A hard hat is an essential piece of a construction worker’s uniform for good reason. The construction industry has more fatal and nonfatal traumatic brain injuries than any other profession in the United States.
Falls, struck-by accidents and vehicle crashes are common — but often preventable — causes. Here are some strategies to minimize your risk of a work-related head injury.
Falls cause more than half of all fatal work-related brain injuries. Research shows that workers for small construction companies (less than 20 employees) and workers over the age of 65 have greater risk of fatal head injuries.
The Occupational Safety & Health Administration (OSHA) recommends employers hold annual Safety Stand-Down meetings to discuss fall risks with their employees. OSHA rules require employers to provide fall protection and the right equipment — including appropriate ladders, scaffolds and safety gear such as harnesses — for workers who are 6 feet or more above the ground. Extreme heat can affect balance, cloud thinking and slow reaction time, so on hot days roofers need more water and longer breaks.
Struck-by accidents are the second-leading cause of death on construction sites and the leading cause of nonfatal injuries. They occur when workers are hit by airborne objects, vehicles or heavy equipment.
To limit the danger, workers should wear hard hats and high-visibility clothing and avoid hazardous areas on a jobsite. Danger zones include areas under loads; inside the swing radius of a backhoe, crane or excavator; and within the blind spots of any piece of heavy machinery. Operators of heavy equipment need to follow designated travel routes at a safe speed, use a backup alarm while moving in reverse and obey the signals of a spotter.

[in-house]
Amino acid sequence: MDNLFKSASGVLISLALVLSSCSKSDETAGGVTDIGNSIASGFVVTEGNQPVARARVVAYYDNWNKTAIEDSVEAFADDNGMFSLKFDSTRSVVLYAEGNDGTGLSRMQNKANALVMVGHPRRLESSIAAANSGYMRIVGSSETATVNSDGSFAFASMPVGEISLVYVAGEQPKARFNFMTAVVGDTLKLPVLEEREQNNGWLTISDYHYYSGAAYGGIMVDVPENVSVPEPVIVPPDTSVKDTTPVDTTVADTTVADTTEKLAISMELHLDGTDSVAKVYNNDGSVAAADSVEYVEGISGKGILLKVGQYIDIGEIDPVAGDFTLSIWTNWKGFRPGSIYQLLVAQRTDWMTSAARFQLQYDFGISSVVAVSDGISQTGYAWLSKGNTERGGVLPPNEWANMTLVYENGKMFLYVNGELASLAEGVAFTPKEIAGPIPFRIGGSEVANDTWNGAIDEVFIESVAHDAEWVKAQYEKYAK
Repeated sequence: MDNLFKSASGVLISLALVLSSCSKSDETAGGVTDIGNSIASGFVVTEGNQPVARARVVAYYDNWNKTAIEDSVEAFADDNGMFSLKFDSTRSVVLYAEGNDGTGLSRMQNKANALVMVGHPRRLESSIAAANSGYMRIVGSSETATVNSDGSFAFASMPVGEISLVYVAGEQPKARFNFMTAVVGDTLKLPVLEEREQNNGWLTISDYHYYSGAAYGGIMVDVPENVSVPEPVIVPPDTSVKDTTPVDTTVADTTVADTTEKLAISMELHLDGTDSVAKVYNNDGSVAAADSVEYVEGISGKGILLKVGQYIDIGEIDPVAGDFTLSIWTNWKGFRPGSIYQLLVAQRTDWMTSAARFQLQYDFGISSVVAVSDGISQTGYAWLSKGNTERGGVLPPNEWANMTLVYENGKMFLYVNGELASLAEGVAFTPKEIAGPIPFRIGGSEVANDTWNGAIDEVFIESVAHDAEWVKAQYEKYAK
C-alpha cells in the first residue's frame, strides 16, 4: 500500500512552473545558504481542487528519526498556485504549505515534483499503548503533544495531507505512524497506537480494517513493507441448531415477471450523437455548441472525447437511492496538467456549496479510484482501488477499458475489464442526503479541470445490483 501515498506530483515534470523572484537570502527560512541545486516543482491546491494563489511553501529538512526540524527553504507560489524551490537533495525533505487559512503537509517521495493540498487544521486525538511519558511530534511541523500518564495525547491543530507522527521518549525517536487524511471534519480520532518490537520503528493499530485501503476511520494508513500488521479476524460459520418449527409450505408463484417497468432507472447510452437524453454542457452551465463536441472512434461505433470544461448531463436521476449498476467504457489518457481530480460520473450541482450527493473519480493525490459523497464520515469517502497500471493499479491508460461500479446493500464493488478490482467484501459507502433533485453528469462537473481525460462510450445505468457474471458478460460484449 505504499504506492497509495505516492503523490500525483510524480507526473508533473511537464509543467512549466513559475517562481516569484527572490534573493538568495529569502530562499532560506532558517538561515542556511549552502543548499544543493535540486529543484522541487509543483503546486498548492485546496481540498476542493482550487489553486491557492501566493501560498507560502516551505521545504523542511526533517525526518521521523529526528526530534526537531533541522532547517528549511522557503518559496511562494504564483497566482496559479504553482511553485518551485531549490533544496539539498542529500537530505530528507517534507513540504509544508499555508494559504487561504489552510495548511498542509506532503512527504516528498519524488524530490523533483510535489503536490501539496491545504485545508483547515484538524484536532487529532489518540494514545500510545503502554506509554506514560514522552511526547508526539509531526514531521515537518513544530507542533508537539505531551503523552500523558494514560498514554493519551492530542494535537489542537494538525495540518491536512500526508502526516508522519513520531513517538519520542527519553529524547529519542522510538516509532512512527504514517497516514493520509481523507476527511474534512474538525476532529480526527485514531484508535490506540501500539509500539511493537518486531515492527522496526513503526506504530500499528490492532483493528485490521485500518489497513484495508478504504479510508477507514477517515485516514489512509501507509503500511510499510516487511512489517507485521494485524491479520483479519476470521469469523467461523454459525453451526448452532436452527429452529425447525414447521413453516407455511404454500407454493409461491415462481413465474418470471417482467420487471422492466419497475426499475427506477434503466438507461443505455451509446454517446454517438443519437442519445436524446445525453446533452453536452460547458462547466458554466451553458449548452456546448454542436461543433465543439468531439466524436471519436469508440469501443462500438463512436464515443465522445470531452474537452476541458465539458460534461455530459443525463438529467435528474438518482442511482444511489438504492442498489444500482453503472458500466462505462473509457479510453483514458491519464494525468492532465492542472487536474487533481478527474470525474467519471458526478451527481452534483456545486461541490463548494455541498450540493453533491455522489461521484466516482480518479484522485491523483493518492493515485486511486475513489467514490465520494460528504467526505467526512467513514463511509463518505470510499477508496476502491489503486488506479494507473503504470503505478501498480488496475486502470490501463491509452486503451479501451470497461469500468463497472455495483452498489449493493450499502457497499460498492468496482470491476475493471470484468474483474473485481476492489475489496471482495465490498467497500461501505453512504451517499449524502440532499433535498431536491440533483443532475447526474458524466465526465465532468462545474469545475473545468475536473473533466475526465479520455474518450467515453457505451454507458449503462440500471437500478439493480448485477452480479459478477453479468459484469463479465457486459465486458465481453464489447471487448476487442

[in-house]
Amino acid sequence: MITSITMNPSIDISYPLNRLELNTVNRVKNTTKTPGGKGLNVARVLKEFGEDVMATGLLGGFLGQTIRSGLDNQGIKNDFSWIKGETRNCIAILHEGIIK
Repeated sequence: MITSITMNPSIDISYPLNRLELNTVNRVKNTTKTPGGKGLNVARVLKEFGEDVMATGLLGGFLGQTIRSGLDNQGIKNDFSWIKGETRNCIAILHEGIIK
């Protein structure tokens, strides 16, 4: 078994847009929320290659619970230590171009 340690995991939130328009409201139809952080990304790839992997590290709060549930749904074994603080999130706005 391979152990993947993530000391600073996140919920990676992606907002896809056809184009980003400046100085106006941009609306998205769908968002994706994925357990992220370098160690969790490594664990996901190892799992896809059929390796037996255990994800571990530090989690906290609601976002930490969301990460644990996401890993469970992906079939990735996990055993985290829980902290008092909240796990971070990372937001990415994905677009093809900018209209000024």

Workers should tether their tools to their belt when working above ground to avoid dropping them on coworkers.
Construction jobsites can be dangerous, but so can the roads to and from the site. Vehicle crashes are the leading cause of work-related deaths across all industries, and construction employees accounted for 14% of work-related traffic deaths in 2020 — second only to the transportation and warehouse industry.
A robust safety program that encourages defensive-driving tactics, regular vehicle maintenance and Department of Transportation compliance is a must. Research has shown onboard safety monitoring devices combined with driver feedback and coaching can decrease accidents 38.1% and reduce serious accidents by 59.1%. The T3 operating system offers several features that potentially can improve driver safety, including T3 Dash Cams, maintenance Alerts and T3 E-Logs to ensure driver compliance.
Learn more about how T3 can make your company safer.